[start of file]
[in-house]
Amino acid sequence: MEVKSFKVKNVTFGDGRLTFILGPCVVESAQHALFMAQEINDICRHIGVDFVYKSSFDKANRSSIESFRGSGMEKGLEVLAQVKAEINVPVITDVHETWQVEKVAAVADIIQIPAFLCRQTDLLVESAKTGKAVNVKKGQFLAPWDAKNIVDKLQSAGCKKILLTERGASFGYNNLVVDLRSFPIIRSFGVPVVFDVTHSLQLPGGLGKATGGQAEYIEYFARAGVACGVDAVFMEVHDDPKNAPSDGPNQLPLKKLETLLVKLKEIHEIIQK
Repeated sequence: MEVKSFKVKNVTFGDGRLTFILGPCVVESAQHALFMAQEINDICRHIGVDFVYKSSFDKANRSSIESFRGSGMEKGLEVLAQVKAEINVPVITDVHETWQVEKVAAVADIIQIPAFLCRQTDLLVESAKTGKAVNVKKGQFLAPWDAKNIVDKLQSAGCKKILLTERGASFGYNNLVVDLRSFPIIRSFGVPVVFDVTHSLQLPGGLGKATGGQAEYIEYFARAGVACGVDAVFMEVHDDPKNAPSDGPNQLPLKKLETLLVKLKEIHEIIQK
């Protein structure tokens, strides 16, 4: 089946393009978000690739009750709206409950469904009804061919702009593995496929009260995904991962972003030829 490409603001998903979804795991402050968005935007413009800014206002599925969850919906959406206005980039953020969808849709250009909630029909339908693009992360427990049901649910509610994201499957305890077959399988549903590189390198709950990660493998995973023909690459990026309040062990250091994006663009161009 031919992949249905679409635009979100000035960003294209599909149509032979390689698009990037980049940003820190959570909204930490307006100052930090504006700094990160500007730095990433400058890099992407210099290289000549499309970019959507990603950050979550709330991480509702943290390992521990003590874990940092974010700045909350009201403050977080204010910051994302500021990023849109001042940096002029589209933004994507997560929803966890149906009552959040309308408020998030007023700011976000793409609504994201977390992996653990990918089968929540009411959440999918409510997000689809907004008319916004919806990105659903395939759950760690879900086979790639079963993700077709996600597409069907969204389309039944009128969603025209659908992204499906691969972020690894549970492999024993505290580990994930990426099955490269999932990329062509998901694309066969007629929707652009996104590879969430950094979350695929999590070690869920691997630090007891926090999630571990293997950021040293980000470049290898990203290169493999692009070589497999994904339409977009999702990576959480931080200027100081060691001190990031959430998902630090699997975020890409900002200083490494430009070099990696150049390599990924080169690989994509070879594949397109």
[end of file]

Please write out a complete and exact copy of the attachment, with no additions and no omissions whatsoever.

[in-house]
Amino acid sequence: MEVKSFKVKNVTFGDGRLTFILGPCVVESAQHALFMAQEINDICRHIGVDFVYKSSFDKANRSSIESFRGSGMEKGLEVLAQVKAEINVPVITDVHETWQVEKVAAVADIIQIPAFLCRQTDLLVESAKTGKAVNVKKGQFLAPWDAKNIVDKLQSAGCKKILLTERGASFGYNNLVVDLRSFPIIRSFGVPVVFDVTHSLQLPGGLGKATGGQAEYIEYFARAGVACGVDAVFMEVHDDPKNAPSDGPNQLPLKKLETLLVKLKEIHEIIQK
Repeated sequence: MEVKSFKVKNVTFGDGRLTFILGPCVVESAQHALFMAQEINDICRHIGVDFVYKSSFDKANRSSIESFRGSGMEKGLEVLAQVKAEINVPVITDVHETWQVEKVAAVADIIQIPAFLCRQTDLLVESAKTGKAVNVKKGQFLAPWDAKNIVDKLQSAGCKKILLTERGASFGYNNLVVDLRSFPIIRSFGVPVVFDVTHSLQLPGGLGKATGGQAEYIEYFARAGVACGVDAVFMEVHDDPKNAPSDGPNQLPLKKLETLLVKLKEIHEIIQK
């Protein structure tokens, strides 16, 4: 089946393009978000690739009750709206409950469904009804061919702009593995496929009260995904991962972003030829 490409603001998903979804795991402050968005935007413009800014206002599925969850919906959406206005980039953020969808849709250009909630029909339908693009992360427990049901649910509610994201499957305890077959399988549903590189390198709950990660493998995973023909690459990026309040062990250091994006663009161009 031919992949249905679409635009979100000035960003294209599909149509032979390689698009990037980049940003820190959570909204930490307006100052930090504006700094990160500007730095990433400058890099992407210099290289000549499309970019959507990603950050979550709330991480509702943290390992521990003590874990940092974010700045909350009201403050977080204010910051994302500021990023849109001042940096002029589209933004994507997560929803966890149906009552959040309308408020998030007023700011976000793409609504994201977390992996653990990918089968929540009411959440999918409510997000689809907004008319916004919806990105659903395939759950760690879900086979790639079963993700077709996600597409069907969204389309039944009128969603025209659908992204499906691969972020690894549970492999024993505290580990994930990426099955490269999932990329062509998901694309066969007629929707652009996104590879969430950094979350695929999590070690869920691997630090007891926090999630571990293997950021040293980000470049290898990203290169493999692009070589497999994904339409977009999702990576959480931080200027100081060691001190990031959430998902630090699997975020890409900002200083490494430009070099990696150049390599990924080169690989994509070879594949397109």